Stunts Ahoy! 

Success of ‘swim the Cumberland’ stunt has other groups working up their own

Last Thursday, about 20 swimmers paddled across the Cumberland River under the watchful eye of rescue boats and a few dozen spectators, and were rewarded with newspaper and television coverage and a spotlight on their pet cause: water quality

Last Thursday, about 20 swimmers—governmental officials and activists—paddled across the Cumberland River under the watchful eye of rescue boats and a few dozen spectators, and were rewarded with newspaper and television coverage and a spotlight on their pet cause: water quality.

The success of that publicity stunt has already spawned several other groups to plan similar participatory events:

• A press release from an organization called “Dickerson Road: Cleaner Than Ever!” says the group is organizing a “Saturday Night Stroll” down the thoroughfare long famous for its arrests of streetwalkers and johns. “We’ll gather at dusk and just walk along the road, and participants will be amazed at how much better the situation is than it was in the past. We anticipate that some strollers may be able to walk as long as three minutes without being propositioned.”

• The “NES Chainsaw Festival of Tree Art,” set for July 4 weekend, will turn participants loose on a wooded lot with heavy-duty chainsaws. Each person has one hour to reduce a formerly healthy tree to the kind of deformed, foliage-free, twisted stump that the utility apparently feels should line the residential roadways of Nashville. “We’re a lot more creative in the way that we decimate our city’s greenery, and this should really prove it,” says an NES spokesman. “These stumps can kind of take on a eerie beauty.”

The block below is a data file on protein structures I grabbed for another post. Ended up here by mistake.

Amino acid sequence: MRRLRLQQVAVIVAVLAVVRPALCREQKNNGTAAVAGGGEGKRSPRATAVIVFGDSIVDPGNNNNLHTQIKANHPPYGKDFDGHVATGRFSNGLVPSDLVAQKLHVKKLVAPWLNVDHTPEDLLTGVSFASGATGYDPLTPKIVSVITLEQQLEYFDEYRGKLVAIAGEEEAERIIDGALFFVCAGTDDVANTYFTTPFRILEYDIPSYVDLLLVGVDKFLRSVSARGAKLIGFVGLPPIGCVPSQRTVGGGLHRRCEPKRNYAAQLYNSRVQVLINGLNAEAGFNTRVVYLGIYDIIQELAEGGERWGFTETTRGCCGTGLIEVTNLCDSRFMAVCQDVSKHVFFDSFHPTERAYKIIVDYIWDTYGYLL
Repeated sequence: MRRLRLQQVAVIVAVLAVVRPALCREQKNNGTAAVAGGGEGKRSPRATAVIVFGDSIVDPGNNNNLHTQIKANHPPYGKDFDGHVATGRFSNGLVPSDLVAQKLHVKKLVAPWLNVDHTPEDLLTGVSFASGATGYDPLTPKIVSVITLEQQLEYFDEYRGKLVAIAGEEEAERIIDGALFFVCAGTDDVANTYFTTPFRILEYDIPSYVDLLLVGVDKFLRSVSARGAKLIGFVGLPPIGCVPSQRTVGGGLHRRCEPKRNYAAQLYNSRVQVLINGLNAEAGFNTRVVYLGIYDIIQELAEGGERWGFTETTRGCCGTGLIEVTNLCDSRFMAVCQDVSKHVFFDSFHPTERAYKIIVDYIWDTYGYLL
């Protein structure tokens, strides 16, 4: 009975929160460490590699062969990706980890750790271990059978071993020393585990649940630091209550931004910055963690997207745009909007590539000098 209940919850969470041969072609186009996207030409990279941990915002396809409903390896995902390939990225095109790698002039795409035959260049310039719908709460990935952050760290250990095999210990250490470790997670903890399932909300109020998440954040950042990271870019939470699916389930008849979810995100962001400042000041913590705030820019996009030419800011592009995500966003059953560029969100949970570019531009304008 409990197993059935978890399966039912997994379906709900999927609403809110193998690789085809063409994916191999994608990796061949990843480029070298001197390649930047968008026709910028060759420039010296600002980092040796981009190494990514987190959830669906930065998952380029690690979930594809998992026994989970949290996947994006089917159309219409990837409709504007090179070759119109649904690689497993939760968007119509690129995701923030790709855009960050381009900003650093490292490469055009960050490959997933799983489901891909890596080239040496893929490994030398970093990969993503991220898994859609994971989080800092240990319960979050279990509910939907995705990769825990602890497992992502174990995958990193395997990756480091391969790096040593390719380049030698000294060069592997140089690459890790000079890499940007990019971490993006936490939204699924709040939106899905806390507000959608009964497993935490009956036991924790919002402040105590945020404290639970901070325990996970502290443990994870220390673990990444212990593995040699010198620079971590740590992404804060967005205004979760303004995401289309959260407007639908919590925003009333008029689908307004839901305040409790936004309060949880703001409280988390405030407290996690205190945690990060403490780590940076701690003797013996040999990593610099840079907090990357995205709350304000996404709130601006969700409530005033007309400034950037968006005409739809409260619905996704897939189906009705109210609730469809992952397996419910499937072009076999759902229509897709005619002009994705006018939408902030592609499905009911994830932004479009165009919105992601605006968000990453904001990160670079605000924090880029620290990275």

• To show how clean the courthouse floors are, several officials from the mayor’s office will literally eat lunch off the floor on July 11. The menu of hot dogs, potato chips and cookies for dessert will all be on the floor for participants to sit down and enjoy. “These things aren’t going to be on plates on the floor, they are going to be actually on the floor,” Mayor Karl Dean emphasized to his dubious staff when he was describing the event. “I have every faith in our cleaning staff to have the floor clean enough to eat off of, and I would love to be among those enjoying the lunch if I weren’t out of town that day.”

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